A brief explanation of the Japanese American Internment:

The internment of Japanese Americans in the United States during World War II was the forced relocation and incarceration in concentration camps in the western interior of the country of about 120,000 people of Japanese ancestry, most of whom lived on the Pacific Coast. Sixty-two percent of the internees were United States citizens. These actions were ordered by President Franklin D. Roosevelt shortly after Imperial Japan’s attack on Pearl Harbor.

Of 127,000 Japanese Americans living in the continental United States at the time of the Pearl Harbor attack, 112,000 resided on the West Coast. About 80,000 were Nisei (literal translation: “second generation”; American-born Japanese with U.S. citizenship) and Sansei (“third generation”; the children of Nisei). The rest were Issei (“first generation”) immigrants born in Japan who were ineligible for U.S. citizenship under U.S. law.

Japanese Americans were incarcerated based on local population concentrations and regional politics. More than 112,000 Japanese Americans living on the West Coast were forced into interior camps. However, in Hawaii, where 150,000-plus Japanese Americans composed over one-third of the population, only 1,200 to 1,800 were also interned. The internment is considered to have resulted more from racism than from any security risk posed by Japanese Americans. California defined anyone with 1/16th or more Japanese lineage as sufficient to be interned. Colonel Karl Bendetsen, the architect behind the program, went so far as saying anyone with “one drop of Japanese blood” qualified.

Roosevelt authorized Executive Order 9066, issued on February 19, 1942, which allowed regional military commanders to designate “military areas” from which “any or all persons may be excluded.” Although the executive order did not mention Japanese Americans, this authority was used to declare that all people of Japanese ancestry were required to leave Alaska and the military exclusion zones from all of California and parts of Oregon, Washington, and Arizona, except for those in government camps. Approximately 5,000 Japanese Americans relocated outside the exclusion zone before March 1942, while some 5,500 community leaders had been arrested immediately after the Pearl Harbor attack and thus were already in custody.

The United States Census Bureau assisted the internment efforts by spying and providing confidential neighborhood information on Japanese Americans. The Bureau denied its role for decades despite scholarly evidence to the contrary, and its role became more widely acknowledged by 2007. In 1944, the U.S. Supreme Court upheld the constitutionality of the removal by ruling against Fred Korematsu’s appeal for violating an exclusion order. The Court limited its decision to the validity of the exclusion orders, avoiding the issue of the incarceration of U.S. citizens without due process.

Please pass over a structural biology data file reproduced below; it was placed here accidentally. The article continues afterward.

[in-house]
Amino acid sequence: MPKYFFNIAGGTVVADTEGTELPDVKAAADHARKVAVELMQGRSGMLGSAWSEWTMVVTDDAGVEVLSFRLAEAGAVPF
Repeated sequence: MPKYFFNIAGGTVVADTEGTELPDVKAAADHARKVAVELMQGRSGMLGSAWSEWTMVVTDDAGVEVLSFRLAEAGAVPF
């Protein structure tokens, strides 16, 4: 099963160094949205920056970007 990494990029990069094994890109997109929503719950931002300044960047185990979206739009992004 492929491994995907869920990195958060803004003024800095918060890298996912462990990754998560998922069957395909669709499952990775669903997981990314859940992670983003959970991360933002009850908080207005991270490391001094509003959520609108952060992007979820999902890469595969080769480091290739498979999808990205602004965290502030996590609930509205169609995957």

In 1980, under mounting pressure from the Japanese American Citizens League and redress organizations, President Jimmy Carter opened an investigation to determine whether the decision to put Japanese Americans into concentration camps had been justified by the government. He appointed the Commission on Wartime Relocation and Internment of Civilians (CWRIC) to investigate the camps. The Commission’s report, titled Personal Justice Denied, found little evidence of Japanese disloyalty at the time and concluded that the incarceration had been the product of racism. It recommended that the government pay reparations to the internees. In 1988, President Ronald Reagan signed into law the Civil Liberties Act of 1988 which apologized for the internment on behalf of the U.S. government and authorized a payment of $20,000 (equivalent to $42,000 in 2018) to each camp survivor. The legislation admitted that government actions were based on “race prejudice, war hysteria, and a failure of political leadership. The U.S. government eventually disbursed more than $1.6 billion (equivalent to $3,390,000,000 in 2018) in reparations to 82,219 Japanese Americans who had been interned and their heirs.


An explanation of the Internment of Japanese Americans during WWII:

https://en.wikipedia.org/wiki/Internment_of_Japanese_Americans